1. How did you get interested in yoga?
I have always been interested in spirituality, and wanted to understand more about life and our existence here on earth. My own journey on the mat began when I was teaching in a Primary School in Ireland, when I was invited to join a 6 week Ashtanga. From that first class, the practice really resonated with me and I was hooked. It offered such a wonderful space for quiet reflection and personal growth.
2. Where did you learn yoga? What kind of yoga do you teach and where?
After a couple of shorter courses, I discovered Ashtanga Yoga Dublin, a wonderful studio in Ireland, and with David Collins and Paula Herbert, my practice truly began to grow and flourish under their sincere, supportive guidance. This is where I met Paul Dallaghan, the owner of Samahita Retreat in Thailand, where I am now based. Ashtanga has formed the base of my practice, and now, I teach a variety of styles of yoga at Samahita Retreat. I’ve been teaching for ten years. At Samahita, we teach the dynamic core vinyasa, which incorporates many elements of the ashtanga practice, and really brings in the elements of breath and teaches people to move safely with awareness. I also teach restorative yoga, meditation, and pranayama.
3. In what ways has yoga benefited you?
There are so many small ways that it has shaped my life, and continue to do so each day. Consistent, sincere, and dedicated practice has taught me so much about myself, and has allowed me to really breathe and move through all the joys and trials that life has brought me. I feel like I can see more clearly now. I have a greater sense of awareness of my own body and of my surroundings. There have also been so many physical benefits, which I am so grateful for every day, simply being able to breathe completely, moving with awareness.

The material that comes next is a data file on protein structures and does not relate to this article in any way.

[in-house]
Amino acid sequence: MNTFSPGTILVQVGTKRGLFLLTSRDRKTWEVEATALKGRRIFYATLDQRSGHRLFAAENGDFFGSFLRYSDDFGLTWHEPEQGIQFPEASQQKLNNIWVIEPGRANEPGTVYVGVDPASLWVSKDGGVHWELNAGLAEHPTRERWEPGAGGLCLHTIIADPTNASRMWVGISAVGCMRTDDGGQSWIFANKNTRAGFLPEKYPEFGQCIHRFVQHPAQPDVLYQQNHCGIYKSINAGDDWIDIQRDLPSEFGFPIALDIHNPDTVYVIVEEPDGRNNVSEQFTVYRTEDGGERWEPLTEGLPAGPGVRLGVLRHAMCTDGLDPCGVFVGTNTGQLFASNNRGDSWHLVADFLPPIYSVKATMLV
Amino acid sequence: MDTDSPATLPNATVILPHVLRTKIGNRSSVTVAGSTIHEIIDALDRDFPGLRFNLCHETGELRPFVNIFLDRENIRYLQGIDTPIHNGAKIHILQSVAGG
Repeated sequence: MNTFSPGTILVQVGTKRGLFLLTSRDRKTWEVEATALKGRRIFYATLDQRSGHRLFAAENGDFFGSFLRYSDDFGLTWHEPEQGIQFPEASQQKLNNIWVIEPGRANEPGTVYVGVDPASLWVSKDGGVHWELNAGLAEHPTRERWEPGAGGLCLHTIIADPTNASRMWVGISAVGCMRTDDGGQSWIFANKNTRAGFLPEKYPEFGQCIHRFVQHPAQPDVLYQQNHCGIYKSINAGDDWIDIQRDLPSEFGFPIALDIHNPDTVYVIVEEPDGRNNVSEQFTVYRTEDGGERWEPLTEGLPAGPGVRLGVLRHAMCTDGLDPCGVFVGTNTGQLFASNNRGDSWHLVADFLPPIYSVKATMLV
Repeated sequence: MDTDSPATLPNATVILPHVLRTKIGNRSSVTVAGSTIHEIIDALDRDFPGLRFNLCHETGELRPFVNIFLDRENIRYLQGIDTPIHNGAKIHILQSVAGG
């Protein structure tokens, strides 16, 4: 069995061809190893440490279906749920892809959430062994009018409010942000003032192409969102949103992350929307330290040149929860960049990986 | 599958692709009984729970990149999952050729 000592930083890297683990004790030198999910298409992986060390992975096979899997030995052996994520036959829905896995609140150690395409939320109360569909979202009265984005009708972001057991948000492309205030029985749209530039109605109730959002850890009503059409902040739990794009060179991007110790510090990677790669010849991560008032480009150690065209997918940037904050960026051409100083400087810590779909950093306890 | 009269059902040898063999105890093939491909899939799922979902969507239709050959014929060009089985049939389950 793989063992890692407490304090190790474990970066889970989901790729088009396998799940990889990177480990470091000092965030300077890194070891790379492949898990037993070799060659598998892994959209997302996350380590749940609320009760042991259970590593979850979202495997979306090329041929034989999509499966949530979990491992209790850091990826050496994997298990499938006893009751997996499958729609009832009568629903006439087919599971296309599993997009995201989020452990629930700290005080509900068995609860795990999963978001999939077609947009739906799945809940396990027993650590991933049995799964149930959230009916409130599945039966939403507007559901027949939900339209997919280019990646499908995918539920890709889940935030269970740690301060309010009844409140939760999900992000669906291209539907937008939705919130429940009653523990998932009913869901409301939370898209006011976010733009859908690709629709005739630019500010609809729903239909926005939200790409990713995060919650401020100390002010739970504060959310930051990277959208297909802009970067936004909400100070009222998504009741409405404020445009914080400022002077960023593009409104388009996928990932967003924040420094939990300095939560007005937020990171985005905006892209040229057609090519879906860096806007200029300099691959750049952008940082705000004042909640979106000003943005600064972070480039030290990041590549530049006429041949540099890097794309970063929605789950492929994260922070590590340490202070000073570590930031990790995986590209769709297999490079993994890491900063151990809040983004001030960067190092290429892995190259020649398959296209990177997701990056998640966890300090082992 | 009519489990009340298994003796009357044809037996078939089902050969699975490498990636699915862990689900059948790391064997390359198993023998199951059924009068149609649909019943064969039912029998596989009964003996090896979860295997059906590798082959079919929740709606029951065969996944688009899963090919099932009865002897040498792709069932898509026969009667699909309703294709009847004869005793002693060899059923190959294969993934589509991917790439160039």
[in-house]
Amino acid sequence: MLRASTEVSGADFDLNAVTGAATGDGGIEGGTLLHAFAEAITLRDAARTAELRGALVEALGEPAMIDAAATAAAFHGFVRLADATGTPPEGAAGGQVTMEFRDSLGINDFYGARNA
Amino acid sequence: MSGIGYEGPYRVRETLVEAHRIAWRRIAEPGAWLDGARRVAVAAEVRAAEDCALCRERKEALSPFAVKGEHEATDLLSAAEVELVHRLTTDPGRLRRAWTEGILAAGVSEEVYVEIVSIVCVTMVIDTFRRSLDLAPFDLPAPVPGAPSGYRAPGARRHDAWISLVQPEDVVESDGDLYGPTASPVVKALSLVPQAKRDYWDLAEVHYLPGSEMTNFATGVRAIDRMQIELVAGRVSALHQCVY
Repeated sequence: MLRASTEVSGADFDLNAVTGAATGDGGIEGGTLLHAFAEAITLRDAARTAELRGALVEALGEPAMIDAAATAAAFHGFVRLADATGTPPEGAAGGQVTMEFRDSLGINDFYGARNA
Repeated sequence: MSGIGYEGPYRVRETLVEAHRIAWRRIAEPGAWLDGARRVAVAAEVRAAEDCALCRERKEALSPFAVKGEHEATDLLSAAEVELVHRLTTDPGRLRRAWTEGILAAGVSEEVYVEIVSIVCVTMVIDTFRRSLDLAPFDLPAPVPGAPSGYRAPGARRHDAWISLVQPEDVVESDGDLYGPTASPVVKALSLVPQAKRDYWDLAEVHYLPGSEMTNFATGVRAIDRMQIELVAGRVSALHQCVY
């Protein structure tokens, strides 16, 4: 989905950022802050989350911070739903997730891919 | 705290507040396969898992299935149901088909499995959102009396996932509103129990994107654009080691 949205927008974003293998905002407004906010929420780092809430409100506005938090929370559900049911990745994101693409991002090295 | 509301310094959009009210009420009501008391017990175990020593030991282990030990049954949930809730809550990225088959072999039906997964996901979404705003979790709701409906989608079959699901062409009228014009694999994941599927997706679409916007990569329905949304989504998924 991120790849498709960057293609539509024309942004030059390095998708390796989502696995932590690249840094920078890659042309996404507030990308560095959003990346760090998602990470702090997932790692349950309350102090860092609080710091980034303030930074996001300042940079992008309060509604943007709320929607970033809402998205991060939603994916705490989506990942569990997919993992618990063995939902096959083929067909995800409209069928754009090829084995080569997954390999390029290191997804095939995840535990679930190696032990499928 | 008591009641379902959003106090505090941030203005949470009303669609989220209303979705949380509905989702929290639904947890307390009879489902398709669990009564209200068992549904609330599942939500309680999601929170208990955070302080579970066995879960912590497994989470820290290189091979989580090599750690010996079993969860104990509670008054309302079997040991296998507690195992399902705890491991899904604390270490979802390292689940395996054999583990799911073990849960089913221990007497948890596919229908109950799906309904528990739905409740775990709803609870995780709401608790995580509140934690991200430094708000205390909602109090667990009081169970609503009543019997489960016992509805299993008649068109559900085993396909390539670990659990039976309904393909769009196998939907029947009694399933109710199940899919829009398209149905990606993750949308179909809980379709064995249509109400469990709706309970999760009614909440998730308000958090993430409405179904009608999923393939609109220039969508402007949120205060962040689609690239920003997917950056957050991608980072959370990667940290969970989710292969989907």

4. Describe a typical day in your life.
I wake up before sunrise to practice, always just before my alarm, which is a blessing in itself (this was definitely not always the case). Doing my own practice is such an essential part of sharing these practices with others. Most days, after practice, I come to Samahita to teach. The rest of the day is spent with various tasks around the centre, and interacting with our wonderful guests. Each day is different. There are many advantages to working in such a stunning location, right on the beach, and days often end with an essential beach walk — clean air and space.
5. What advice do you have for someone who has never tried yoga?
Give it a go! You’ve got nothing to lose. Small steps can lead to something greater than you ever imagined. Often, the first steps are the hardest to take. I meet many people at Samahita who have never done yoga before, and come for a full immersion. It’s a beautiful experience, watching how mesmerised they get. Often, in our minds, we make things seem so complicated, but once we allow ourselves to take the leap and move into a new space, it’s incredible what unfolds.
6. What advice do you have for yoga practitioners?
Practice consistently, and with sincerity.
7. What are some of the things you do to take care of the world or yourself that you have learned along your journey?
It’s the small things; being aware of the food I’m eating, trying to eat local, organic produce. Looking after my immediate environment through recycling, consciously making decisions to reduce my own carbon footprint wherever I can.
I always try to be aware, supportive, and compassionate to those around me in whatever way I can. I feel really blessed to be in an environment where these opportunities arise every day.